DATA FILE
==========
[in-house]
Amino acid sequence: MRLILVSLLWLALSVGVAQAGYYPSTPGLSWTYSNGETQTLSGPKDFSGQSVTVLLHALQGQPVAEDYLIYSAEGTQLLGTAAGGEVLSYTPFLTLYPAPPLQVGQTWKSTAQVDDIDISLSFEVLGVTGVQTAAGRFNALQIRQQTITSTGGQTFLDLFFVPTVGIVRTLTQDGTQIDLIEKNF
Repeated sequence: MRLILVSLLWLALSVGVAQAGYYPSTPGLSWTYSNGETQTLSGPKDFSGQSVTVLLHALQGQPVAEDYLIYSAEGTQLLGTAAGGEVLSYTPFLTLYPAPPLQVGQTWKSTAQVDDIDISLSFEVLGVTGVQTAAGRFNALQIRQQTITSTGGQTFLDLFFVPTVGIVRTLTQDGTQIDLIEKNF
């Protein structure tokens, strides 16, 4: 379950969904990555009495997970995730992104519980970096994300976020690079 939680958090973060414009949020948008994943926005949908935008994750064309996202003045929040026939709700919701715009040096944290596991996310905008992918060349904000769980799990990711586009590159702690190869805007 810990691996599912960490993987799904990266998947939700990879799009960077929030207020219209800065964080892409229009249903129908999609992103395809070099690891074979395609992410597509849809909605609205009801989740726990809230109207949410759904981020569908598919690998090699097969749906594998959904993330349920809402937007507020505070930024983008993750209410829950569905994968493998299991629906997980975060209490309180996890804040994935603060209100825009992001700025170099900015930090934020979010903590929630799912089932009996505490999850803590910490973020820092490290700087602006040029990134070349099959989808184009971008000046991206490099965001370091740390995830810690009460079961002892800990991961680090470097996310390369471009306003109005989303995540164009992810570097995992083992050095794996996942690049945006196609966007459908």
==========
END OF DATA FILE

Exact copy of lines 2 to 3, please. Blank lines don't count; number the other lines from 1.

Amino acid sequence: MRLILVSLLWLALSVGVAQAGYYPSTPGLSWTYSNGETQTLSGPKDFSGQSVTVLLHALQGQPVAEDYLIYSAEGTQLLGTAAGGEVLSYTPFLTLYPAPPLQVGQTWKSTAQVDDIDISLSFEVLGVTGVQTAAGRFNALQIRQQTITSTGGQTFLDLFFVPTVGIVRTLTQDGTQIDLIEKNF
Repeated sequence: MRLILVSLLWLALSVGVAQAGYYPSTPGLSWTYSNGETQTLSGPKDFSGQSVTVLLHALQGQPVAEDYLIYSAEGTQLLGTAAGGEVLSYTPFLTLYPAPPLQVGQTWKSTAQVDDIDISLSFEVLGVTGVQTAAGRFNALQIRQQTITSTGGQTFLDLFFVPTVGIVRTLTQDGTQIDLIEKNF